Australopithecus africanus is an extinct species of the australopithecines, the first of an early -form species to be classified as hominin. Recently it was dated as living between 3.3 and 2.1 million years ago, or in the late Pliocene and early Pleistocene times, it is debated as being a direct ancestor of modern humans. A. africanus was of slender, or gracile and has found only in southern Africa at four sites, Sterkfontein, Makapansgat. Dart assigned the specimen the name Australopithecus africanus, it was dubbed the Taung child. This was the first time the word ape was formally assigned to any hominin, Dart theorized the Taung child skull must represent an intermediate species between apes and humans. And the rejection was buttressed by the widespread belief then, especially in British academia and he dismissed Darts claim, suggesting instead that the Taung child skull belonged to a young ape, most likely an infant gorilla or chimpanzee. Keith immersed himself in defending the Piltdown man and his reputation suffered greatly after the hoax was exposed in 1953, phillip Tobias, in a lengthy essay published in Current Anthropology in 1992, detailed the history of the investigation of the hoax.
As part of the essay Tobias debated the inconsistencies in Keiths statements, Darts theory—that the skull known as the Taung child was a human ancestor—was supported by Robert Broom, a paleontologist with the Transvaal Museum of natural history in Pretoria. In 1936, the Sterkfontein caves yielded the first adult australopithecine, Broom classified an adult endocranial cast having a brain capacity of 485 cc as Plesianthropus transvaalensis. In April 1947, while blasting at Sterkfontein, he and John T. Robinson discovered a skull belonging to a female which he classified as Plesianthropus transvaalensis. Both fossils were classified as Australopithecus africanus. Mrs. Ples, whose capacity is only about 485 cubic centimetres, was one of the first fossils to reveal that upright walking had evolved well before any significant growth in brain size. And, in comparison to modern apes, Dart noted as with the Taung child the lack of facial projection and it has slightly human-like, advanced cranial features, but presents primitive features including ape-like curved fingers adapted to tree climbing.
Both P. robustus and A. africanus crania seem very alike despite the heavily built features of P. robustus. A. africanus had a pelvis that would enable more efficient bipedalism than that of A. afarensis, such a morphology would support an earlier time for making and using tools than previously had been thought likely. Evidence of human-like sexual dimorphism in the spine has recently been described in the primate A. africanus. Recent analysis of the Little Foot specimen dated it to about 3, the Makapansgat fossils have been dated to between 3.0 and 2.6 mya. Those at Sterkfontein currently are dated to between 2.6 and 2.0 mya with the Mrs Ples fossil dating to around 2.0 million years, and Gladysvale fossils were dated between about 2.4 and 2.0 mya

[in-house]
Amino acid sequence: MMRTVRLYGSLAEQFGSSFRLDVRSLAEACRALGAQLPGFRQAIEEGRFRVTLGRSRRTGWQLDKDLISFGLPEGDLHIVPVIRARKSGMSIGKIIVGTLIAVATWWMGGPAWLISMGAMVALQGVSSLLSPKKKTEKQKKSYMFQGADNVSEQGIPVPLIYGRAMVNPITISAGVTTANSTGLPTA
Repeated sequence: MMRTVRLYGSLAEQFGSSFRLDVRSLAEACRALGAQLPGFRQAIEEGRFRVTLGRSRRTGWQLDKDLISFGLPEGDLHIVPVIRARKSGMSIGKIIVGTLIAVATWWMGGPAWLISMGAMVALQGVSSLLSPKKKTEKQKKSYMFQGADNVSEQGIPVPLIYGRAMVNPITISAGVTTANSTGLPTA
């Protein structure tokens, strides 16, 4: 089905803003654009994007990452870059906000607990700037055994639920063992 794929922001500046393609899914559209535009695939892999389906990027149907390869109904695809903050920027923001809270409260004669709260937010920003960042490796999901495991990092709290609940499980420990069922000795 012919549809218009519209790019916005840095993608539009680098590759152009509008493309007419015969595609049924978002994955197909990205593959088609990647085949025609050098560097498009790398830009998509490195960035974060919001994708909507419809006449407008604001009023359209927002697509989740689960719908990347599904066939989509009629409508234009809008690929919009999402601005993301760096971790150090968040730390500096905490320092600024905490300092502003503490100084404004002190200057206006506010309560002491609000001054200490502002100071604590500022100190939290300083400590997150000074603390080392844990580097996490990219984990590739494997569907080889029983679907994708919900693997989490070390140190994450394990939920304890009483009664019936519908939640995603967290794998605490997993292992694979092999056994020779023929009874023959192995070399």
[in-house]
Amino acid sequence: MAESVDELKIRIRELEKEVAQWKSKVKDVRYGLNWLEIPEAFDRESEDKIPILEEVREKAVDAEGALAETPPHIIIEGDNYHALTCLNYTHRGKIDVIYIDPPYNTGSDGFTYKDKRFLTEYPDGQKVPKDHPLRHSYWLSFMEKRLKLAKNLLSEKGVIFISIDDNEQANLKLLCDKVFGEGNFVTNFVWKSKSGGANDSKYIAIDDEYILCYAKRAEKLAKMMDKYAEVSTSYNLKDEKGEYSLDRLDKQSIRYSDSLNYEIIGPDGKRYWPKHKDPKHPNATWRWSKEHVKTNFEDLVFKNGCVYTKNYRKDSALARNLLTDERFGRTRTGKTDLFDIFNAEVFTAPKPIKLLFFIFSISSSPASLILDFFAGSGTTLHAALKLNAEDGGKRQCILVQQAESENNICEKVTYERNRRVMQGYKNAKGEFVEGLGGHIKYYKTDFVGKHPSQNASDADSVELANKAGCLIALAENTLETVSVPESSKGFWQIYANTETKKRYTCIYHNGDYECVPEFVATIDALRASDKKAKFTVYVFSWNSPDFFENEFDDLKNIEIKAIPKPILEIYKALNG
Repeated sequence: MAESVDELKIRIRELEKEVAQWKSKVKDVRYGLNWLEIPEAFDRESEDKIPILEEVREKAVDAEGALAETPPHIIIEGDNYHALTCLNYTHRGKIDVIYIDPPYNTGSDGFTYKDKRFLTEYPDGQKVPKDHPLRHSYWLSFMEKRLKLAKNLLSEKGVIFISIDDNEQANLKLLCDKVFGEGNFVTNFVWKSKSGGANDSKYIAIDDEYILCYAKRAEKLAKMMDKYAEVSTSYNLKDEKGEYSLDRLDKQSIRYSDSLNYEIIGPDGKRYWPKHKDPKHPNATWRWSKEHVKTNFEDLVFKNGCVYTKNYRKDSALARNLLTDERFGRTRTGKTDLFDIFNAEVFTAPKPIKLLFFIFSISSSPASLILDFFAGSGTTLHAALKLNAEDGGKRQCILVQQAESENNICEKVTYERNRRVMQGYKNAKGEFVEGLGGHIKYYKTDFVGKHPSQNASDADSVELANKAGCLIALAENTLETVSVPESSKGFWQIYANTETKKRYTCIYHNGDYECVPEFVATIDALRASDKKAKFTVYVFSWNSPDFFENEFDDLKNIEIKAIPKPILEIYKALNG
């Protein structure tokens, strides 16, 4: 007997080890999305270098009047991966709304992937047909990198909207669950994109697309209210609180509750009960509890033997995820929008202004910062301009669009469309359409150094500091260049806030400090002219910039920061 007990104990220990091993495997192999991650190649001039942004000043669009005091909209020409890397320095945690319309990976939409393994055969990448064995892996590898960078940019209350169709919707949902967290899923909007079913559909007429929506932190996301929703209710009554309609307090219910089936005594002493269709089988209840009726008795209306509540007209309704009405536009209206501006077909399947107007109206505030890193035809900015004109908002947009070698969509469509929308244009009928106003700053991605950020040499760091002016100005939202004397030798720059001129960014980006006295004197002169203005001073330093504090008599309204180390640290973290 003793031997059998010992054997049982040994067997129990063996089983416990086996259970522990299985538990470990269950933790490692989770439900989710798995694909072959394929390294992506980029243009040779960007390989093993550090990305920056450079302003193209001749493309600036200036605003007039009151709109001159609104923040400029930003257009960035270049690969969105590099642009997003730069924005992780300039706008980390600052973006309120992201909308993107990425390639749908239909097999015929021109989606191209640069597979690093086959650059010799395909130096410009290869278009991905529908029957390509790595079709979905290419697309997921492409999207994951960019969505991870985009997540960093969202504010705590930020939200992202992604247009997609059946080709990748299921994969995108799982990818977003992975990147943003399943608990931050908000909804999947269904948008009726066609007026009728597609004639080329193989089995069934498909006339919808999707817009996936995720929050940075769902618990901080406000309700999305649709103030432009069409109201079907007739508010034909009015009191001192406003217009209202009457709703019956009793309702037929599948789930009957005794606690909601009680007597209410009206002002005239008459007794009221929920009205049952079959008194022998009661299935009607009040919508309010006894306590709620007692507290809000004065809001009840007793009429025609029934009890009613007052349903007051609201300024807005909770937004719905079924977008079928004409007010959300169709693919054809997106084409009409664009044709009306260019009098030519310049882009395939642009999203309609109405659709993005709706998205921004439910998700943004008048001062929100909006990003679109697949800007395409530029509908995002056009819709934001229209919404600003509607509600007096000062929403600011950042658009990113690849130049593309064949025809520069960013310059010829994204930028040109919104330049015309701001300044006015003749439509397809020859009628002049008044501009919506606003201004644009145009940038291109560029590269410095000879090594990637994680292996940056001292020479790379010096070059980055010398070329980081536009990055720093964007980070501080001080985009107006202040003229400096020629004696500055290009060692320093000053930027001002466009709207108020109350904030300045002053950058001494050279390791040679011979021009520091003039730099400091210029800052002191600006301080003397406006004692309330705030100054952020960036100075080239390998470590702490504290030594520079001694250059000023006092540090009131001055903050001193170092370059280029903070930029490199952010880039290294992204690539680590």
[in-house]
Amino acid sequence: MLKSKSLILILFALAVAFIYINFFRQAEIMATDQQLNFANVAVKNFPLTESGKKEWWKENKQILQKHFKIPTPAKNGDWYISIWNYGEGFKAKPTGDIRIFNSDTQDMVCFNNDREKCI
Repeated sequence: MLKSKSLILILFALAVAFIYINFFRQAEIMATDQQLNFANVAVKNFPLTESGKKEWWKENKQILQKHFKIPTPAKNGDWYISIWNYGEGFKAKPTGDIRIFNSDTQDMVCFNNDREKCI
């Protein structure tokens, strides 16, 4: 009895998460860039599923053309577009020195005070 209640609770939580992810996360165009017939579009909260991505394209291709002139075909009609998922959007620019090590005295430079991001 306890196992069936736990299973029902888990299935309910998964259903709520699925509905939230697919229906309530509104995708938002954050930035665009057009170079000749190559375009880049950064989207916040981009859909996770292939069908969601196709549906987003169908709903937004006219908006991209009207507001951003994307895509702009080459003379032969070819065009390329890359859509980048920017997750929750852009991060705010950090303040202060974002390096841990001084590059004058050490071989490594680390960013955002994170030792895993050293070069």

Timeline of human evolution
The timeline of human evolution outlines the major events in the development of the human species, Homo sapiens, and the evolution of our ancestors. It includes brief explanations of some of the species and this timeline is based on studies from anthropology, developmental biology and from anatomical and genetic data. It does not address the origin of life, which discussion is provided by abiogenesis, a caution, Other than Mr Haeckels historic and emblematic tree, this article provides no phylogenetics analysis to help portray the complex, nonlinear facts of human evolution. One of several lines of descent, or taxonomic ranking
Australopithecus is an extinct genus of hominins. During that time, a number of australopithecine species emerged, including Australopithecus afarensis, A. africanus, A. anamensis, A. bahrelghazali, A. deyiremeda, A. garhi, and A. sediba. For some hominid species of time, such as A. robustus and A. boisei. If so, they would be considered robust australopiths, while the others would be gracile australopiths, however, if these species do constitute their own genus, they may be given their own name, Paranthropus. Australopithecus species played a significant part in human evolution, the genus Homo being derived from Australopithecus at some time after three years ago. Among other things, they were the first hominids to show the presence of a gene that causes increased length and ability of neurons in the brain, the duplicated SRGAP2 gene. One of the species eventually became the Homo genus in Africa around two million years ago, and eventually modern humans, H. sapiens sapiens. Gracile australopiths shared several traits with modern apes and humans, and were widespread throughout Eastern and Northern Africa around 3.5 million years ago, the earliest evidence of fundamentally bipedal hominids can be observed at the site of Laetoli in Tanzania.